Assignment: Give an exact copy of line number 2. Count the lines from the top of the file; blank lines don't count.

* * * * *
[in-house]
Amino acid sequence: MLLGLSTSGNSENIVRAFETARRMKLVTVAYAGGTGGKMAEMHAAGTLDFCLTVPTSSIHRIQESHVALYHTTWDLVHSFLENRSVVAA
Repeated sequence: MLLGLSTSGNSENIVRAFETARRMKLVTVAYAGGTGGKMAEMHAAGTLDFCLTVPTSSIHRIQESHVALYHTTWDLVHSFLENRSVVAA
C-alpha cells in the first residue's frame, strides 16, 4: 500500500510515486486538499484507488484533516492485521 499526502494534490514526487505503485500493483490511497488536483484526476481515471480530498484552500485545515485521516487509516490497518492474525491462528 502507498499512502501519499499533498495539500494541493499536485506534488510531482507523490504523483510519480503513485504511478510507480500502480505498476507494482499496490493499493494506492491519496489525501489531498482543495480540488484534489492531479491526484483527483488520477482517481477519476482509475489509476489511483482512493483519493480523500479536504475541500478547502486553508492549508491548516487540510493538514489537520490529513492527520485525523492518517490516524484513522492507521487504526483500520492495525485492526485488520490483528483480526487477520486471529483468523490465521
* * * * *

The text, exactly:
Amino acid sequence: MLLGLSTSGNSENIVRAFETARRMKLVTVAYAGGTGGKMAEMHAAGTLDFCLTVPTSSIHRIQESHVALYHTTWDLVHSFLENRSVVAA